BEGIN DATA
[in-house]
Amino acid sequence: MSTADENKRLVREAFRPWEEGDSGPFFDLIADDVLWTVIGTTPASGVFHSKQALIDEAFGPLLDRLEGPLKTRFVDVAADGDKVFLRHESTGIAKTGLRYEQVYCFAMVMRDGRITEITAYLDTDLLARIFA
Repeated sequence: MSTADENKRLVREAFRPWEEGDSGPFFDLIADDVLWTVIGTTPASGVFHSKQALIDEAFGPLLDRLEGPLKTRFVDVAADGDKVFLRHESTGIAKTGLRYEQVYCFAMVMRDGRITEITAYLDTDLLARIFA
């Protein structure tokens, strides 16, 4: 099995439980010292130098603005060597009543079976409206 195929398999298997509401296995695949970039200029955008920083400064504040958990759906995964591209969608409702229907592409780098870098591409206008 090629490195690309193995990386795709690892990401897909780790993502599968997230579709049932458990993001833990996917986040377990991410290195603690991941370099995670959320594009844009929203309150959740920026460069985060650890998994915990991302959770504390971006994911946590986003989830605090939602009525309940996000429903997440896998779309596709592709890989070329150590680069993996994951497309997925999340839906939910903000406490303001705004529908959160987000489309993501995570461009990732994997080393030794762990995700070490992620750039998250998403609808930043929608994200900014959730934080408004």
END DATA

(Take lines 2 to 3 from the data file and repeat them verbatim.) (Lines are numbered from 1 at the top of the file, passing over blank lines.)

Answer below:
Amino acid sequence: MSTADENKRLVREAFRPWEEGDSGPFFDLIADDVLWTVIGTTPASGVFHSKQALIDEAFGPLLDRLEGPLKTRFVDVAADGDKVFLRHESTGIAKTGLRYEQVYCFAMVMRDGRITEITAYLDTDLLARIFA
Repeated sequence: MSTADENKRLVREAFRPWEEGDSGPFFDLIADDVLWTVIGTTPASGVFHSKQALIDEAFGPLLDRLEGPLKTRFVDVAADGDKVFLRHESTGIAKTGLRYEQVYCFAMVMRDGRITEITAYLDTDLLARIFA